Using Video Data to Build Hope & Agency

What the Research Says about Building Hope and Improving Teacher Agency

Insights from Education Researcher Jim Knight

By Adam Geller, Edthena

Teachers need hope and agency to be successful.

But building hope and cultivating agency can be challenging, especially given the stressors teachers face today. It can be hard for teachers to stay optimistic and driven when they are feeling burned out.

Jim Knight, a respected researcher and author of multiple books, including The Definitive Guide to Instructional Coaching: Seven Factors for Success, suggests turning to data to help. Yes, data.

Adam Geller Founder & CEO, Edthena

Adam Geller
Founder & CEO, Edthena

In a recent conversation I had with Knight, he detailed how data from video observation and reflection can help teachers understand the reality of their teaching, set instructional goals, and see the progress they are making toward those goals. This data-driven, reflective process goes a long way in helping teachers be successful, while helping to combat feelings of fatigue.

Watch it here:

Below is a summary of the conversation with thoughts from Knight:

Why is data so important for educators’ professional growth?

Data makes the invisible visible. It can bring hope to educators because it helps them see a goal. Understanding what one’s teaching goal is and what one wants to strive for is really powerful. The clearer the goal, the more powerful it is.

But hope also involves agency, a belief that one can hit the goal. Data can show educators that they are making progress.

Teresa Amabile talks a lot about the importance of making progress in The Progress Principle. For educators and students alike, it is motivating to see progress being made and to have data showing that you are headed in the right direction.

Why should video be used to collect classroom data?

I really believe strongly in the power of recording and watching classroom video. While it can be imperfect, video is the most efficient and powerful form of data because it allows educators to really see what’s happening in the classroom. It helps them cut through their preceptors and defense mechanisms when it comes to their teaching.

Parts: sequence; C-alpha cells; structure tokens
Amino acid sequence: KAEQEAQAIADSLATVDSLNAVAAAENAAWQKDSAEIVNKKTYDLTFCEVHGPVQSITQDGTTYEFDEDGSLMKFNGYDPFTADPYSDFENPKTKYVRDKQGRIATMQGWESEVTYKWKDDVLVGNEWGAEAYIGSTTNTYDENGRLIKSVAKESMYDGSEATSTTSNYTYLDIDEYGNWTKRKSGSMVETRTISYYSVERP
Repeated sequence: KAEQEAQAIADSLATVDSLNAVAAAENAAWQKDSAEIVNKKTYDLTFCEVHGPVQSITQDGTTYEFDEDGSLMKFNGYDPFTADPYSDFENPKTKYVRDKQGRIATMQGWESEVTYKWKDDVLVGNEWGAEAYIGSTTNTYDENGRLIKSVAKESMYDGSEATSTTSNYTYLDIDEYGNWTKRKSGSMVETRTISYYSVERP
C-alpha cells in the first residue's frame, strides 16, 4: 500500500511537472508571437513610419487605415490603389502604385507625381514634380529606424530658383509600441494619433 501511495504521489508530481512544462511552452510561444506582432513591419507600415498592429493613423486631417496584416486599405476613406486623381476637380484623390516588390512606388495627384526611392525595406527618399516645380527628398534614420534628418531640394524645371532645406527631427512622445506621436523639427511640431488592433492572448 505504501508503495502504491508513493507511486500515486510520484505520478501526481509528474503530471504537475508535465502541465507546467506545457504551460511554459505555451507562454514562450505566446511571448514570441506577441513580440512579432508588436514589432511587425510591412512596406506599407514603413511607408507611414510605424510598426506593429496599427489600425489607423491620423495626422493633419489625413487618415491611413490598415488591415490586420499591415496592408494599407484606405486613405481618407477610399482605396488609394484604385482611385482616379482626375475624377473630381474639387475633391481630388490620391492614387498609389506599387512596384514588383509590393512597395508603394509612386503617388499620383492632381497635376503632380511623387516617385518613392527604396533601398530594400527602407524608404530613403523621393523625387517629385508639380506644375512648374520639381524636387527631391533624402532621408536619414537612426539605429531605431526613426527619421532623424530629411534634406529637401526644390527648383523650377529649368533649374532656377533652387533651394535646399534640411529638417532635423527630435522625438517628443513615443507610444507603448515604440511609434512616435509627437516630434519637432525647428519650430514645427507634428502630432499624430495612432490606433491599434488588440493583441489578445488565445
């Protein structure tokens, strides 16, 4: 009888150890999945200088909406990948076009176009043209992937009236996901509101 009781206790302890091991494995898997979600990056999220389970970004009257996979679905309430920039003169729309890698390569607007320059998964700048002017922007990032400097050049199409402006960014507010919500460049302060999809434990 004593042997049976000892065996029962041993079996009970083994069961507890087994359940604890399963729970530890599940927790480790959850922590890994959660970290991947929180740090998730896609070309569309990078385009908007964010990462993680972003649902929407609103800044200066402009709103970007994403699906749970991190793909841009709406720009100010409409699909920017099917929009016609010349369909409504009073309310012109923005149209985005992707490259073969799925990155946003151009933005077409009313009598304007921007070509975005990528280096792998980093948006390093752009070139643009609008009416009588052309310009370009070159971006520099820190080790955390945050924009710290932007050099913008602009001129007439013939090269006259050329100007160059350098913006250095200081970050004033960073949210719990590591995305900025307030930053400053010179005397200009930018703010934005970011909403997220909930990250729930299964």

One of the stories I tell is about a teacher who had seven multi-linguistic students in her class. When she watched video of her teaching, she realized none of those seven students were answering a question. All of a sudden, students who hadn’t been seen were seen.

When reflected on, video-based classroom data can help educators build hope and agency. It can also help educators see students who otherwise would be invisible, which, to me, is possibly the most powerful reason to use it.

How can instructional coaches help teachers during the process?

It can initially be difficult for educators to look at themselves and see where they are when they want to grow. It is easy to hide from reality. However, reflecting upon classroom video data, oftentimes with the help of a learning partner like a coach, can help teachers increase their efficacy and be successful.

Coaches can help bring hope. They can help teachers be clear on their goal. And, coaches can help teachers identify a pathway to that goal, gather data, and see their progress being realized, all as teachers are building agency.

Want to learn and hear more? You can watch the full conversation with Knight here.

Adam Geller is the author of Evidence of Practice: Playbook for Video-Powered Professional Learning and founder of Edthena, a company that builds video-powered professional learning tools for teachers. Jim Knight is a research associate at the University of Kansas Center for Research on Learning and the president of the Instructional Coaching Group.

The American Consortium for Equity in Education, publisher of the "Equity & Access" journal, celebrates and connects the educators, associations, community partners and industry leaders who are working to solve problems and create a more equitable environment for historically underserved pre K-12 students throughout the United States.

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